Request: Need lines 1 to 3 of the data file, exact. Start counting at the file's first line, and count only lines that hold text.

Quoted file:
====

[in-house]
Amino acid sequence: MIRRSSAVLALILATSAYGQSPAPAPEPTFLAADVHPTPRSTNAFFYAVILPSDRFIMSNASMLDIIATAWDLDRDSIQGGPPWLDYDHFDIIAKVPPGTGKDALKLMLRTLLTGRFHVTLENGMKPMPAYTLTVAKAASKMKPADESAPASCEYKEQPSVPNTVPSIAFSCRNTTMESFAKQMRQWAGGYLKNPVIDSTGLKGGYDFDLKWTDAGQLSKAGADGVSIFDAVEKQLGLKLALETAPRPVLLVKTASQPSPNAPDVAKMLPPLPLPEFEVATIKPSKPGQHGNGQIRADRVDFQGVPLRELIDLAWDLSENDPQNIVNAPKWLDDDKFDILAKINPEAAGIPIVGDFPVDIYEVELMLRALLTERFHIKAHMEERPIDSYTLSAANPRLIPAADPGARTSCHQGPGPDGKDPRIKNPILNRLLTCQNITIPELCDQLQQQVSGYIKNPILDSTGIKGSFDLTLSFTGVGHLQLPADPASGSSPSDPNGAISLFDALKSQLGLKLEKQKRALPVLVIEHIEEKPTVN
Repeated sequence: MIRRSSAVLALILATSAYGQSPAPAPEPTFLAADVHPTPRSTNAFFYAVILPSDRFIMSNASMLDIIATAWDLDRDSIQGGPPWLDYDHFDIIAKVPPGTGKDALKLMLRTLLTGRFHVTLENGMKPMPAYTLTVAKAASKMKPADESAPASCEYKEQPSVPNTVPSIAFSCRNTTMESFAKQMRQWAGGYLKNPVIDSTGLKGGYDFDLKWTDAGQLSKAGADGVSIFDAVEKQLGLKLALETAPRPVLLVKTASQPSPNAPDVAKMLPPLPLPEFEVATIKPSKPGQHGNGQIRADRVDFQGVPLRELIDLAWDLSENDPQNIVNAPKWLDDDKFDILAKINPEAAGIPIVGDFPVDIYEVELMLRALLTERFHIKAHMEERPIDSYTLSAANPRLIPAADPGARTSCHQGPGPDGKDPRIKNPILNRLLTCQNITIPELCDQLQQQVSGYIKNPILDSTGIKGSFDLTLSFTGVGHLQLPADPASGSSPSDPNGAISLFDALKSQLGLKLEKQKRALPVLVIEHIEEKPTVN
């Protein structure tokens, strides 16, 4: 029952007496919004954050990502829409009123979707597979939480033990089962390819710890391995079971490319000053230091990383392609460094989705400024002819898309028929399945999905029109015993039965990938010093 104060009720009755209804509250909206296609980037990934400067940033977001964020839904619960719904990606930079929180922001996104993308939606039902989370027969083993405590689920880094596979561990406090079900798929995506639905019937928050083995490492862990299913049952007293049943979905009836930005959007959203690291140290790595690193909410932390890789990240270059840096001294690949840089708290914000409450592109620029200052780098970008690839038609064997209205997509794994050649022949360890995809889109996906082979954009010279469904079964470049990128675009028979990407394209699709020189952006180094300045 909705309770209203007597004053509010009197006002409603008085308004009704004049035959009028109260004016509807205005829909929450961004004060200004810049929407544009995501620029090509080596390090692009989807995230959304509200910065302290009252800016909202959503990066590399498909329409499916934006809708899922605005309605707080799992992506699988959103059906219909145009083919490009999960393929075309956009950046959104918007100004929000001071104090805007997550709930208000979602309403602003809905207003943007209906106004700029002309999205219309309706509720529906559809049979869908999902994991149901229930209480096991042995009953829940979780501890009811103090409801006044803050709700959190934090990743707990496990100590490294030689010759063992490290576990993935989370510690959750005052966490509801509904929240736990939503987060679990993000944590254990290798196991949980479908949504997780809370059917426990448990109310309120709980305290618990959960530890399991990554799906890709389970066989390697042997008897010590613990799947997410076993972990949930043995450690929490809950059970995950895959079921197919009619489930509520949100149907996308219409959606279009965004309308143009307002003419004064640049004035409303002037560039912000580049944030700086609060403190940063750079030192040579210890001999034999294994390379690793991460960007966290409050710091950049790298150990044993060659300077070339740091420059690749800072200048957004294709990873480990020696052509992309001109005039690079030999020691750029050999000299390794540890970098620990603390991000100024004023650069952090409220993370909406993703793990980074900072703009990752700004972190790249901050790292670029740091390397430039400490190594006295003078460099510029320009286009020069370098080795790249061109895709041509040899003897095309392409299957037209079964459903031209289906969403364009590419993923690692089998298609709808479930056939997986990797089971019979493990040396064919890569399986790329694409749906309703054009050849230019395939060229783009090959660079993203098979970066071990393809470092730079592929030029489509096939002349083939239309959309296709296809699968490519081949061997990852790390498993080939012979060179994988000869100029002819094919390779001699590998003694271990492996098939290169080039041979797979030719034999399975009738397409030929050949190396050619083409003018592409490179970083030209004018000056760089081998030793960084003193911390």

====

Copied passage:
[in-house]
Amino acid sequence: MIRRSSAVLALILATSAYGQSPAPAPEPTFLAADVHPTPRSTNAFFYAVILPSDRFIMSNASMLDIIATAWDLDRDSIQGGPPWLDYDHFDIIAKVPPGTGKDALKLMLRTLLTGRFHVTLENGMKPMPAYTLTVAKAASKMKPADESAPASCEYKEQPSVPNTVPSIAFSCRNTTMESFAKQMRQWAGGYLKNPVIDSTGLKGGYDFDLKWTDAGQLSKAGADGVSIFDAVEKQLGLKLALETAPRPVLLVKTASQPSPNAPDVAKMLPPLPLPEFEVATIKPSKPGQHGNGQIRADRVDFQGVPLRELIDLAWDLSENDPQNIVNAPKWLDDDKFDILAKINPEAAGIPIVGDFPVDIYEVELMLRALLTERFHIKAHMEERPIDSYTLSAANPRLIPAADPGARTSCHQGPGPDGKDPRIKNPILNRLLTCQNITIPELCDQLQQQVSGYIKNPILDSTGIKGSFDLTLSFTGVGHLQLPADPASGSSPSDPNGAISLFDALKSQLGLKLEKQKRALPVLVIEHIEEKPTVN
Repeated sequence: MIRRSSAVLALILATSAYGQSPAPAPEPTFLAADVHPTPRSTNAFFYAVILPSDRFIMSNASMLDIIATAWDLDRDSIQGGPPWLDYDHFDIIAKVPPGTGKDALKLMLRTLLTGRFHVTLENGMKPMPAYTLTVAKAASKMKPADESAPASCEYKEQPSVPNTVPSIAFSCRNTTMESFAKQMRQWAGGYLKNPVIDSTGLKGGYDFDLKWTDAGQLSKAGADGVSIFDAVEKQLGLKLALETAPRPVLLVKTASQPSPNAPDVAKMLPPLPLPEFEVATIKPSKPGQHGNGQIRADRVDFQGVPLRELIDLAWDLSENDPQNIVNAPKWLDDDKFDILAKINPEAAGIPIVGDFPVDIYEVELMLRALLTERFHIKAHMEERPIDSYTLSAANPRLIPAADPGARTSCHQGPGPDGKDPRIKNPILNRLLTCQNITIPELCDQLQQQVSGYIKNPILDSTGIKGSFDLTLSFTGVGHLQLPADPASGSSPSDPNGAISLFDALKSQLGLKLEKQKRALPVLVIEHIEEKPTVN